My favourite ‘unusual’ setting is Planesape. I’d love to see a new version of it. The great thing about Planescape is that you can combine it with pretty much any other setting (Greyhawk, Forgotten Realms, homebrew #978, etc.). But it also has its own very distinctive style and ethos. (And Planescape: Torment is one of the greatest computer role-playing games of all time.)


Kudos to the Watchmen

HBO's 2019 mini-series, The Watchmen, won the Emmy for best limited series (along with 10 other awards) tonight. 

I don't watch award shows (I think it's been at least 30 years since I watched one all the way through) and generally don't care about them as they typically do not track genuine excellence (always remember: the execrable "Forrest Gump" beat out "Pulp Fiction" for best picture in 1995). But I'm delighted that this excellent series, one of the best ever created, received this recognition and consequently will enjoy a wider audience.

11 September 2020

Grognardia resurrected

Some readers might recall the blog Grognardia, which played an influential role in the rise of the "Old School Renaissance" over a decade ago, along with publications like Fight On! and Knockspell, as well as "retro-clones" such as OSRIC and Swords & Wizardry. (Out-of-publication editions of D&D and AD&D, of course, were discussed even before the "OSR" became a thing at sites like Dragonsfoot.)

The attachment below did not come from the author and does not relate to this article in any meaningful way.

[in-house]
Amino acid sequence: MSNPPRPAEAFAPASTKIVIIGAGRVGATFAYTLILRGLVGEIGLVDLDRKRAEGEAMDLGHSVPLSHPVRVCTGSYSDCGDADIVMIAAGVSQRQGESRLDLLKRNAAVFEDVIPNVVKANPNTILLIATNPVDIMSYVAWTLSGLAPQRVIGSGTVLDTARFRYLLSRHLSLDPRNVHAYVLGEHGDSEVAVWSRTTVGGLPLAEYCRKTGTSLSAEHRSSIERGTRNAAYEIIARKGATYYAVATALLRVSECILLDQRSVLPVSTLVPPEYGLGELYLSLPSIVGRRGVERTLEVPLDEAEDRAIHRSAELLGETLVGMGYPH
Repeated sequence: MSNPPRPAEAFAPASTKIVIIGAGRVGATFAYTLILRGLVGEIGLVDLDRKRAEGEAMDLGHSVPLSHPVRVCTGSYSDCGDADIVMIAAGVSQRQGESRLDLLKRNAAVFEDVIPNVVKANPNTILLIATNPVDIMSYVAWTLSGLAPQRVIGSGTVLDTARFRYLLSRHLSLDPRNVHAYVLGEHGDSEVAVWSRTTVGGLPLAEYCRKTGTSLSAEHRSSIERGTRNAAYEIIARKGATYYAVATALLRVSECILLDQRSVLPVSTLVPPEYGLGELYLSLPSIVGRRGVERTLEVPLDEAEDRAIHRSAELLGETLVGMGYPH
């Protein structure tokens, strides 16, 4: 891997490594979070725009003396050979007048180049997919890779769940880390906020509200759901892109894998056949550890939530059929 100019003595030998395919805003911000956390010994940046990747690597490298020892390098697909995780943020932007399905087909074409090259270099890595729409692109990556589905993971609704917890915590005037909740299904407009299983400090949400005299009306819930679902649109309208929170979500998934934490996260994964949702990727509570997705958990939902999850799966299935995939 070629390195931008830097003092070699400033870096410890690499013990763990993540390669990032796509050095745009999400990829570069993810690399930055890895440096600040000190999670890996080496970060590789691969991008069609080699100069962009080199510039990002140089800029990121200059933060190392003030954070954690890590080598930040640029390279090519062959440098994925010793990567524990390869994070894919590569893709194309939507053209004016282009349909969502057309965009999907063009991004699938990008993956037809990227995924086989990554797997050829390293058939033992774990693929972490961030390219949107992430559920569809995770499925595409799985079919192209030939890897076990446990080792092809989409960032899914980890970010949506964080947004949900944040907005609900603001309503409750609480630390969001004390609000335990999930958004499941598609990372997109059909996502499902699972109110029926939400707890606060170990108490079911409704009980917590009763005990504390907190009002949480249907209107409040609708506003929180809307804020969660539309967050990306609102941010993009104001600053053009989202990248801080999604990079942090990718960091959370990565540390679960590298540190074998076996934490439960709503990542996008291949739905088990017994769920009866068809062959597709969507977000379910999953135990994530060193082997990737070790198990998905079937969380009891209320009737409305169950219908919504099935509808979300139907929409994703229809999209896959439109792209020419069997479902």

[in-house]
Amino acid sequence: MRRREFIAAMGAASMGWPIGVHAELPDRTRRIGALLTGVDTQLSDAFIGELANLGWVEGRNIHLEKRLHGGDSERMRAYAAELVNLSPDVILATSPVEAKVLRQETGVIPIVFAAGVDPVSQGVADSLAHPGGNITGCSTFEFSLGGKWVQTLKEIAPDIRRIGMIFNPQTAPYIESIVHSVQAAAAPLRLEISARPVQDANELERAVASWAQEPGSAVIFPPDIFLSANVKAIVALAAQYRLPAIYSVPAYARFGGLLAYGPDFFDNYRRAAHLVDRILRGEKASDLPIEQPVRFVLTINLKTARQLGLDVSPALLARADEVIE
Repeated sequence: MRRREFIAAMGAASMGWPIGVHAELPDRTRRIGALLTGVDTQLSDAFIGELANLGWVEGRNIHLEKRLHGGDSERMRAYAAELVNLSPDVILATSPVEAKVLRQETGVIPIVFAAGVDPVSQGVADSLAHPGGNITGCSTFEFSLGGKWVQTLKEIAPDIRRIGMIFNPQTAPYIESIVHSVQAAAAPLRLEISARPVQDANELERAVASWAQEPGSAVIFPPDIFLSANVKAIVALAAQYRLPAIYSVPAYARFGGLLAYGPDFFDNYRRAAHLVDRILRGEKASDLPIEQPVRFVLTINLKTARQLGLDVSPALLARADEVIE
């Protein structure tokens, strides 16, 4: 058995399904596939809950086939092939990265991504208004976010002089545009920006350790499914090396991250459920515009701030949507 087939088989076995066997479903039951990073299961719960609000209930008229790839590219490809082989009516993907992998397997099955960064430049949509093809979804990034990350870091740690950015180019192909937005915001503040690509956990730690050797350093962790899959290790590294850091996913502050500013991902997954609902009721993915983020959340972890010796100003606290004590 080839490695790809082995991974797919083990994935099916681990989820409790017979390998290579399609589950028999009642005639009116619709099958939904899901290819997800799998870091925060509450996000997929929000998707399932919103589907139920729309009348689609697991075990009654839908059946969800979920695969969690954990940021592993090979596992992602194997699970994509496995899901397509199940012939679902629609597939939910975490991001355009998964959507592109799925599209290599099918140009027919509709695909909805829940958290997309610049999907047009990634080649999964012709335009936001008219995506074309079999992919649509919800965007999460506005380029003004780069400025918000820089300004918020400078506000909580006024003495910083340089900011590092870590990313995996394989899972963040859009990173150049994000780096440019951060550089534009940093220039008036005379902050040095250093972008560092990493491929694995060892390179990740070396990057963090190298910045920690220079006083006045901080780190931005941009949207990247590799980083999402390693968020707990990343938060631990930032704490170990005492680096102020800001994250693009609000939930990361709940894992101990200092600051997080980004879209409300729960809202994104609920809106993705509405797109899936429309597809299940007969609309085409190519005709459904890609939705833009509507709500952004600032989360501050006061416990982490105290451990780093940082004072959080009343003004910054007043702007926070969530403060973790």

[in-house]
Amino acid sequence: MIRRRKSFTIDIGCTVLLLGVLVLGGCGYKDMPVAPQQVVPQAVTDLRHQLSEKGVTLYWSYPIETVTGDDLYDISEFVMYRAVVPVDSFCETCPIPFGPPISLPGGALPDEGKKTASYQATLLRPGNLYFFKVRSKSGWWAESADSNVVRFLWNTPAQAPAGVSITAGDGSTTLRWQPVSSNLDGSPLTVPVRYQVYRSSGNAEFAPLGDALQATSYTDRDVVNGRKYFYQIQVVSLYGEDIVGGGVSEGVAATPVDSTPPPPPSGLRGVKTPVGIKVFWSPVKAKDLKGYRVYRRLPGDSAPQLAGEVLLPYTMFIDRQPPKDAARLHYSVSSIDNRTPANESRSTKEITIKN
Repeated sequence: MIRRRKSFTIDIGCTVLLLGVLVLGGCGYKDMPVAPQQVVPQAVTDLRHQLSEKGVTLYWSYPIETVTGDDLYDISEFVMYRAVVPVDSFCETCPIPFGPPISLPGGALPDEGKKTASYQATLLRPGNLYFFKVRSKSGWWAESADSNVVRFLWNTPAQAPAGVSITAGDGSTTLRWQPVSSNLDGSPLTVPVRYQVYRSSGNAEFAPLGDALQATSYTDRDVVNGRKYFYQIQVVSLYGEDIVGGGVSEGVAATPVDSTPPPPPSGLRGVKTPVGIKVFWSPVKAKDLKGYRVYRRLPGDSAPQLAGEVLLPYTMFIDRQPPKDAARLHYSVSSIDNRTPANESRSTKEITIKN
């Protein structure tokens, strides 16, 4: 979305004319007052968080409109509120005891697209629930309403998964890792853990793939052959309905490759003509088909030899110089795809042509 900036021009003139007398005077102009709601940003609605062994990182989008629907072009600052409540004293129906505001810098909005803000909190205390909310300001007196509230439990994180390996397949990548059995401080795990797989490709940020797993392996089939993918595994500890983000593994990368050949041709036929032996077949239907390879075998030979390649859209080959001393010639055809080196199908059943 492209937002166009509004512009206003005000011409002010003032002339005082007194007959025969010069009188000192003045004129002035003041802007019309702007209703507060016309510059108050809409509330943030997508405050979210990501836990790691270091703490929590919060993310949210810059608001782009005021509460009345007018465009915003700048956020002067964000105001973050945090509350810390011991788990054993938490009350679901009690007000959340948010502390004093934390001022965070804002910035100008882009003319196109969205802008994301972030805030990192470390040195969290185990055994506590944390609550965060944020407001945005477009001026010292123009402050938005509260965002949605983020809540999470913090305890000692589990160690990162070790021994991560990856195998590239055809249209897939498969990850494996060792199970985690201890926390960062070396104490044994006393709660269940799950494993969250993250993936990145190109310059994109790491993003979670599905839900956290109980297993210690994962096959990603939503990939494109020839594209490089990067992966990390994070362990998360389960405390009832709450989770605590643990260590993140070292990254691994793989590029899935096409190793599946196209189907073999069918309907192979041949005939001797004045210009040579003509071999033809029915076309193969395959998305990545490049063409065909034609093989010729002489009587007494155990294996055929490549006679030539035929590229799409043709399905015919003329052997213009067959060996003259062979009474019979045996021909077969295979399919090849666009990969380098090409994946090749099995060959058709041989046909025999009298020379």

In 2012 new posts abruptly ceased appearing at Grognardia. After eight years, though, the blog is back, and in a big way (with, among other things, a two-part interview with Jeff Grubb). 

I don't always agree with the views expressed by James Maliszewski but his posts often are interesting to read. I'm glad Grognardia is back. 

Blog Archive

About Me

My photo
I'm a Canadian political philosopher who divides his time between Milwaukee and Toronto.